Mount Machhapuchchhre (6,993 m or 22,943 ft), named after its resemblance to a fish-tail, is another important peak, though it just misses the 7,000 metre mark. Mount Machhapuchchhre and Hiunchuli are prominently visible from the valley of Pokhara. These peaks are the "gates" to the Annapurna Sanctuary leading to the south face of Annapurna I. Mount Machhapuchchhre was climbed in 1957 (except the final 50 metres for its local religious sanctity) by Wilfrid Noyce and A. D. M. Cox. Since then it has been off limits.


The Annapurna Conservation Area (7,629 km²) is a well known trekking region. There are three major trekking routes in the Annapurna region: the Jomson Trek to Jomsom and Muktinath (increasingly disturbed by a road-building project[21]); the Annapurna Sanctuary route to Annapurna base camp; and the Annapurna Circuit, which circles the Annapurna Himal itself and includes the Jomsom route.[22] The town of Pokhara usually serves as a starting point for these treks, and is also a good starting place for other short treks of one to four days, such as routes to Ghorepani or Ghandruk.

The Mustang district, a former kingdom bordering Tibet, is also geographically a part of the Annapurna region, but treks to upper Mustang are subject to special restrictions. Mustang is also increasingly becomin popular for Mountain Biking because of the construction of roads undertaken by the Nepali government in the region.

About two-thirds of all trekkers in Nepal visit the Annapurna region. The area is easily accessible, guest houses in the hills are plentiful, and treks here offer incredibly diverse scenery, with both high mountains and lowland villages. Also, because the entire area is inhabited, trekking in the region offers unique cultural exposure and experience.[23][24]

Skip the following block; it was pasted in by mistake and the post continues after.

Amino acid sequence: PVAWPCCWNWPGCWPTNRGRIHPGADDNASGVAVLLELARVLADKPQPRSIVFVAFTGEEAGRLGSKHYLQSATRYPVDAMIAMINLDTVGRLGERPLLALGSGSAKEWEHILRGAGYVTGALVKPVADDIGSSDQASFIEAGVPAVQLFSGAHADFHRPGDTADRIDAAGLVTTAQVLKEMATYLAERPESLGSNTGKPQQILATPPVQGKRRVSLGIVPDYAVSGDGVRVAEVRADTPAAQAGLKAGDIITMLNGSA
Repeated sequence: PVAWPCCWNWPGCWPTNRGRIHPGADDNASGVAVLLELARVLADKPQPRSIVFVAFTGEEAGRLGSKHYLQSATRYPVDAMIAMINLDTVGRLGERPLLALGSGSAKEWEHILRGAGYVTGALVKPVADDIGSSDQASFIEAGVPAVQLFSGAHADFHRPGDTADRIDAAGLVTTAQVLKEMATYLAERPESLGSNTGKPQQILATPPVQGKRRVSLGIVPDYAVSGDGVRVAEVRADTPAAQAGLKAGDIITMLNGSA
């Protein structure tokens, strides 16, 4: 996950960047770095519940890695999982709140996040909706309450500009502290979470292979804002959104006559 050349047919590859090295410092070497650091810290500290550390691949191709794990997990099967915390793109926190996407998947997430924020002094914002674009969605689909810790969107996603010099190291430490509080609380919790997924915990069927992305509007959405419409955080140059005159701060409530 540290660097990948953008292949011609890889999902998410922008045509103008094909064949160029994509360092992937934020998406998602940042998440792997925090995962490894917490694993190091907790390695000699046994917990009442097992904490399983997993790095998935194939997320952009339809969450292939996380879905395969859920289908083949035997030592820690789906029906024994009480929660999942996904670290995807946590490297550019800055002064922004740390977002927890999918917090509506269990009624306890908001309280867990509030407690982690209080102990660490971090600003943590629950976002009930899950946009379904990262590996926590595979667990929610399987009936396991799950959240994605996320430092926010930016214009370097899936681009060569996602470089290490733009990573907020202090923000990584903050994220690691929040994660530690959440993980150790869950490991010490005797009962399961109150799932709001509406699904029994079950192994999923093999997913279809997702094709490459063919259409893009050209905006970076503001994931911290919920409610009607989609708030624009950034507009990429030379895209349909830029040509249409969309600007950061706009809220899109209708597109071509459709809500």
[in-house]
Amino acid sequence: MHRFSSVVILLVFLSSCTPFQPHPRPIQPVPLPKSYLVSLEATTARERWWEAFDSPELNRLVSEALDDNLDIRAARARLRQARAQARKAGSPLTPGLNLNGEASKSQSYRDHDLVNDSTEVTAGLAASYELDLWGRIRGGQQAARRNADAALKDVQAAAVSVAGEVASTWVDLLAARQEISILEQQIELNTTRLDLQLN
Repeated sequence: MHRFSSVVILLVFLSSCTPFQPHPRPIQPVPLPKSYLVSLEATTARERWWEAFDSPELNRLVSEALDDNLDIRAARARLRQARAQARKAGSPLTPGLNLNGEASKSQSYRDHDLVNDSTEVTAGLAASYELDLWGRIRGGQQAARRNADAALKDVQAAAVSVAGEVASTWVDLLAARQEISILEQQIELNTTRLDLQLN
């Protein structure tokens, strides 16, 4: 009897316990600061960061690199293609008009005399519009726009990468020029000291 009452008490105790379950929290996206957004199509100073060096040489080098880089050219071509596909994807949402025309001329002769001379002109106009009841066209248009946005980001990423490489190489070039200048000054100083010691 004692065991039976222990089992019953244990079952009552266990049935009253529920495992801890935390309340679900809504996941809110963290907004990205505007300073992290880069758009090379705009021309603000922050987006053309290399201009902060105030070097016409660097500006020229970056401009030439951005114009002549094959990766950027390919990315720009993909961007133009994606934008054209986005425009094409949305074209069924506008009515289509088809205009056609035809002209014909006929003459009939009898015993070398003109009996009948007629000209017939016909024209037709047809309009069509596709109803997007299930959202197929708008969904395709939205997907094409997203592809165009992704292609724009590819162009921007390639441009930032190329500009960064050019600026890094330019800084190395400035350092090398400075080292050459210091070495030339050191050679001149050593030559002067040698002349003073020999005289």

2014 trekking disaster

In October 2014, at least 43 people were killed, and some 175 injured, as a result of snowstorms and avalanches on and around Annapurna, including trekkers from Nepal, Israel, Canada, India, Slovakia and Poland. Between 10 and 50 people were thought likely to be missing.[25][26] It was believed that about 100 trekkers had left a guest house at 4,800 metres (15,700 ft), to climb to the top of Thorong La pass and then descend.[26]

The authorities were criticised for not giving sufficient warning of the approaching bad weather.[26] By 18 October, some 289 people were reported as having been rescued. An official from the Nepal Ministry of Tourism said on 18 October that helicopters were looking for survivors and bodies in snowy areas at up to 5,790 metres (19,000 ft), and were trying to reach 22 hikers stranded at Thorong La. The incident was said to be Nepal's worst-ever trekking disaster.[6]